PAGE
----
Russia says private satellites can become a “legitimate target” during the war in space provocations

Russia has said that private satellites used by the United States and its allies could become legitimate military targets amid the ongoing war in Ukraine.

The remarks – made this week by Konstantin Vorontsov, a member of the Russian Foreign Ministry and head of the country’s delegation to the United Nations – came during a meeting of a working group in Geneva on reducing threats and increasing cooperation in space.

Vorontsov stated that the Russian delegation “would like to emphasize a very dangerous trend that goes beyond the harmless use of outer space technologies and has become evident during the events in Ukraine.”

According to the UN’s English translation of the statement, Vorontsov said the use of commercial and civilian satellite assets by the US and its allies during the ongoing invasion of Ukraine “constitutes indirect involvement in military conflicts” whether they realize it or not and that. So-called “semi-civilian infrastructure may become a legitimate target for retaliation.”

Russia has said that private satellites used by the United States and its allies could become legitimate military targets amid the ongoing war in Ukraine. Above: Starlink satellites in space

Shortly after its February invasion, SpaceX (founded by Elon Musk above) sent multiple shipments of Starlink terminals to Ukraine to boost coverage and connectivity after Russia's attacks on the country's infrastructure

Shortly after its February invasion, SpaceX (founded by Elon Musk above) sent multiple shipments of Starlink terminals to Ukraine to boost coverage and connectivity after Russia’s attacks on the country’s infrastructure

US officials have said Elon Musk's Starlink satellite system is giving Ukrainian forces an edge in the drone war as the country harnesses technology to track down Russian invaders — even in Ukraine's infamous hinterland.  Above: A man runs in front of a burning house after it was bombed in the city of Irbin, outside Kyiv, on March 4, 2022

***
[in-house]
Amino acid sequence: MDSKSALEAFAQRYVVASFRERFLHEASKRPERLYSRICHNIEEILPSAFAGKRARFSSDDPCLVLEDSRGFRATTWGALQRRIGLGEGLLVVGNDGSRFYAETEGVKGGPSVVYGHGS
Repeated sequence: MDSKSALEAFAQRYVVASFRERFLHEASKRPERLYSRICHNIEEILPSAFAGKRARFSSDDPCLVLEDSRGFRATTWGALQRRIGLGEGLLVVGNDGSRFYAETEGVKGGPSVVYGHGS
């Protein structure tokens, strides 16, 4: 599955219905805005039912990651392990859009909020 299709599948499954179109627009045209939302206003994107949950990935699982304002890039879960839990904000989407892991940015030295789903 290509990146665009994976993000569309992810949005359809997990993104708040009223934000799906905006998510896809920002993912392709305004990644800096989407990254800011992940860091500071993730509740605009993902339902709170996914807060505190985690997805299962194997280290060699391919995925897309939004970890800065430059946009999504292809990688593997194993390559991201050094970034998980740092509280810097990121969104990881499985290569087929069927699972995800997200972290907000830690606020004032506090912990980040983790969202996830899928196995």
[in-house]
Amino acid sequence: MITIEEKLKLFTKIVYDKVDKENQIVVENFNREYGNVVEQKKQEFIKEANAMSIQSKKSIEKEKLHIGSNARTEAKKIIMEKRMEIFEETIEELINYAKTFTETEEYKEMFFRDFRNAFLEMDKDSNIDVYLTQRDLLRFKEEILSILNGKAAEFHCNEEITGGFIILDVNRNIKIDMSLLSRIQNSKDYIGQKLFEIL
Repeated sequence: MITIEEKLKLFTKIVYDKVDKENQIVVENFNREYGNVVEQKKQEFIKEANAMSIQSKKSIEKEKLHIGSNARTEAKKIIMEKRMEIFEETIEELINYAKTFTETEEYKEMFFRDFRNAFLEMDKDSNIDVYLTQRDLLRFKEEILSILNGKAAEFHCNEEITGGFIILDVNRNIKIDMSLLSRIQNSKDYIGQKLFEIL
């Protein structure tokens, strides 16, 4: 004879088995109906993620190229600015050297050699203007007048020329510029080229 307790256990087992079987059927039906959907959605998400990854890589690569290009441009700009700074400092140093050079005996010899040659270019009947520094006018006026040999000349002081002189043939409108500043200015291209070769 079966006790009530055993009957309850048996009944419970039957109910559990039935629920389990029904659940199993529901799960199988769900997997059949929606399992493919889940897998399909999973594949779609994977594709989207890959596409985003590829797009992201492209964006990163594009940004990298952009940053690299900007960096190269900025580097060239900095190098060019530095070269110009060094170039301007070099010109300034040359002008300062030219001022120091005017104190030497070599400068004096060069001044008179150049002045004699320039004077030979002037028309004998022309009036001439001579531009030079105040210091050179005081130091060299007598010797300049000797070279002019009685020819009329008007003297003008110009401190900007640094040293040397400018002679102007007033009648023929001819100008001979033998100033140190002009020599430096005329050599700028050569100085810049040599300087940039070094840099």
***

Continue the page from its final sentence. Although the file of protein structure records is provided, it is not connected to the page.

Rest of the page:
US officials have said Elon Musk’s Starlink satellite system is giving Ukrainian forces an edge in the drone war as the country harnesses technology to track down Russian invaders — even in Ukraine’s infamous hinterland. Above: A man runs in front of a burning house after it was bombed in the city of Irbin, outside Kyiv, on March 4, 2022

“At the very least, this provocative use of civilian satellites is questionable under the Outer Space Treaty, which provides for the peaceful use of outer space, and must be strongly condemned by the international community,” the statement continues.

Russia’s comments arrive at a time when Ukraine’s military is in retreat and tensions between the United States and Vladimir Putin’s regime are rising.

US officials have said Elon Musk’s Starlink satellite system is giving Ukrainian forces an edge in the drone war as the country harnesses technology to track down Russian invaders — even in Ukraine’s infamous hinterland.

In addition to the military applications of the Starlink network, Ukrainians also use it to bring high-speed communications to IDP camps in the country’s western villages where many of them have fled.